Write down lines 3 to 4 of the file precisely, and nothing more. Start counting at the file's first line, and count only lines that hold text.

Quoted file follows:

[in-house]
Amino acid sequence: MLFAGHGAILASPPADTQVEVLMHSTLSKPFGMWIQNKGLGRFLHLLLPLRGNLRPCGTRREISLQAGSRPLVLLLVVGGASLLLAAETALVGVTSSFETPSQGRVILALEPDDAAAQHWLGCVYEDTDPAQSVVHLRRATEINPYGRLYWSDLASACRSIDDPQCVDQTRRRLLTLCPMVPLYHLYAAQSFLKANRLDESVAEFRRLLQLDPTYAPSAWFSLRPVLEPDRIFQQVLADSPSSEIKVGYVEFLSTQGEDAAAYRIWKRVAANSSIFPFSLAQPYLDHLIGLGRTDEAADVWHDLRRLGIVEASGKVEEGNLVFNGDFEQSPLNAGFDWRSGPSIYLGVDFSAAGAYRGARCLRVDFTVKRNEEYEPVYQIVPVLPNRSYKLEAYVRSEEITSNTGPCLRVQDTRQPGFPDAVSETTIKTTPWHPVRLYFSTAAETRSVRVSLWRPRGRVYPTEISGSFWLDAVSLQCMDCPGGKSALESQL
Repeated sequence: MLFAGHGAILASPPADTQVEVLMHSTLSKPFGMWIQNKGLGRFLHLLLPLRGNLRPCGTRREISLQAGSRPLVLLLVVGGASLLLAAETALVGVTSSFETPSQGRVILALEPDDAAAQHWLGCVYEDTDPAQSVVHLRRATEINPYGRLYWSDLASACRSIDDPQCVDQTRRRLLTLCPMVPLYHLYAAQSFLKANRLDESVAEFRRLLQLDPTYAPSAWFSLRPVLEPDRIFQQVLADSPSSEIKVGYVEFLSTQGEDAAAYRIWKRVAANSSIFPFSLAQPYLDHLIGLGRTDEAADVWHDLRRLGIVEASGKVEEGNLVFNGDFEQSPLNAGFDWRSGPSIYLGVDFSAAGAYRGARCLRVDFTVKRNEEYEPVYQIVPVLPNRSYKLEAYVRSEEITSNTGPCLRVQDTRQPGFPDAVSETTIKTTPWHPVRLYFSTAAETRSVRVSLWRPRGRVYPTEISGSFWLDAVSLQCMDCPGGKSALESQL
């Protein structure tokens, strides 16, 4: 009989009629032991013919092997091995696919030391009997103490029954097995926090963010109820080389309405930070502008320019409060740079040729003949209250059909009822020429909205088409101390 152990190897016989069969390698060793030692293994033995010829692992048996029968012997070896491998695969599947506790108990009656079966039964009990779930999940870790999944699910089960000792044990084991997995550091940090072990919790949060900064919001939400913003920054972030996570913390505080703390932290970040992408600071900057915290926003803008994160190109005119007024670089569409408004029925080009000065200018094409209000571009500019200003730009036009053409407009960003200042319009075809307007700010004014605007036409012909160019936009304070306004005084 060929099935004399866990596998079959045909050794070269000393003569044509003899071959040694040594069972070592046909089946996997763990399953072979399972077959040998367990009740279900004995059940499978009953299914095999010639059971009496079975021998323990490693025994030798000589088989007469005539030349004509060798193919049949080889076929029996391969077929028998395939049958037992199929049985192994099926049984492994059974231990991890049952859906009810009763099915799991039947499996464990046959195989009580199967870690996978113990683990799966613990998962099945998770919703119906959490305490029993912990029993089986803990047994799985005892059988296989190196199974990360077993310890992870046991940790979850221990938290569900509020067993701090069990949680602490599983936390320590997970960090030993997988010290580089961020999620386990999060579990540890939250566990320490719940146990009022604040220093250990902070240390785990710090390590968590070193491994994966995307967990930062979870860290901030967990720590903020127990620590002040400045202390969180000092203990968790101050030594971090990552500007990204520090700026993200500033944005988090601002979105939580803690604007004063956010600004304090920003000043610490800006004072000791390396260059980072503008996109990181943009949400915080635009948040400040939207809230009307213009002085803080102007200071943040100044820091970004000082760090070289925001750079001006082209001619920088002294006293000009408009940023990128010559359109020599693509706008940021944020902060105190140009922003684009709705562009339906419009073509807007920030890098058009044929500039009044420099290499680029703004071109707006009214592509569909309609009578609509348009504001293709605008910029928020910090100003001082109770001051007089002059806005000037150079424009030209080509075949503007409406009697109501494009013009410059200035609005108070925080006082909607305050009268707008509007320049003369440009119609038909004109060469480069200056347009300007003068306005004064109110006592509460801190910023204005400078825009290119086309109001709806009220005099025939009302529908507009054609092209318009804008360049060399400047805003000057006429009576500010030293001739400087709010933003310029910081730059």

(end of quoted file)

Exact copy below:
Repeated sequence: MLFAGHGAILASPPADTQVEVLMHSTLSKPFGMWIQNKGLGRFLHLLLPLRGNLRPCGTRREISLQAGSRPLVLLLVVGGASLLLAAETALVGVTSSFETPSQGRVILALEPDDAAAQHWLGCVYEDTDPAQSVVHLRRATEINPYGRLYWSDLASACRSIDDPQCVDQTRRRLLTLCPMVPLYHLYAAQSFLKANRLDESVAEFRRLLQLDPTYAPSAWFSLRPVLEPDRIFQQVLADSPSSEIKVGYVEFLSTQGEDAAAYRIWKRVAANSSIFPFSLAQPYLDHLIGLGRTDEAADVWHDLRRLGIVEASGKVEEGNLVFNGDFEQSPLNAGFDWRSGPSIYLGVDFSAAGAYRGARCLRVDFTVKRNEEYEPVYQIVPVLPNRSYKLEAYVRSEEITSNTGPCLRVQDTRQPGFPDAVSETTIKTTPWHPVRLYFSTAAETRSVRVSLWRPRGRVYPTEISGSFWLDAVSLQCMDCPGGKSALESQL
């Protein structure tokens, strides 16, 4: 009989009629032991013919092997091995696919030391009997103490029954097995926090963010109820080389309405930070502008320019409060740079040729003949209250059909009822020429909205088409101390 152990190897016989069969390698060793030692293994033995010829692992048996029968012997070896491998695969599947506790108990009656079966039964009990779930999940870790999944699910089960000792044990084991997995550091940090072990919790949060900064919001939400913003920054972030996570913390505080703390932290970040992408600071900057915290926003803008994160190109005119007024670089569409408004029925080009000065200018094409209000571009500019200003730009036009053409407009960003200042319009075809307007700010004014605007036409012909160019936009304070306004005084 060929099935004399866990596998079959045909050794070269000393003569044509003899071959040694040594069972070592046909089946996997763990399953072979399972077959040998367990009740279900004995059940499978009953299914095999010639059971009496079975021998323990490693025994030798000589088989007469005539030349004509060798193919049949080889076929029996391969077929028998395939049958037992199929049985192994099926049984492994059974231990991890049952859906009810009763099915799991039947499996464990046959195989009580199967870690996978113990683990799966613990998962099945998770919703119906959490305490029993912990029993089986803990047994799985005892059988296989190196199974990360077993310890992870046991940790979850221990938290569900509020067993701090069990949680602490599983936390320590997970960090030993997988010290580089961020999620386990999060579990540890939250566990320490719940146990009022604040220093250990902070240390785990710090390590968590070193491994994966995307967990930062979870860290901030967990720590903020127990620590002040400045202390969180000092203990968790101050030594971090990552500007990204520090700026993200500033944005988090601002979105939580803690604007004063956010600004304090920003000043610490800006004072000791390396260059980072503008996109990181943009949400915080635009948040400040939207809230009307213009002085803080102007200071943040100044820091970004000082760090070289925001750079001006082209001619920088002294006293000009408009940023990128010559359109020599693509706008940021944020902060105190140009922003684009709705562009339906419009073509807007920030890098058009044929500039009044420099290499680029703004071109707006009214592509569909309609009578609509348009504001293709605008910029928020910090100003001082109770001051007089002059806005000037150079424009030209080509075949503007409406009697109501494009013009410059200035609005108070925080006082909607305050009268707008509007320049003369440009119609038909004109060469480069200056347009300007003068306005004064109110006592509460801190910023204005400078825009290119086309109001709806009220005099025939009302529908507009054609092209318009804008360049060399400047805003000057006429009576500010030293001739400087709010933003310029910081730059």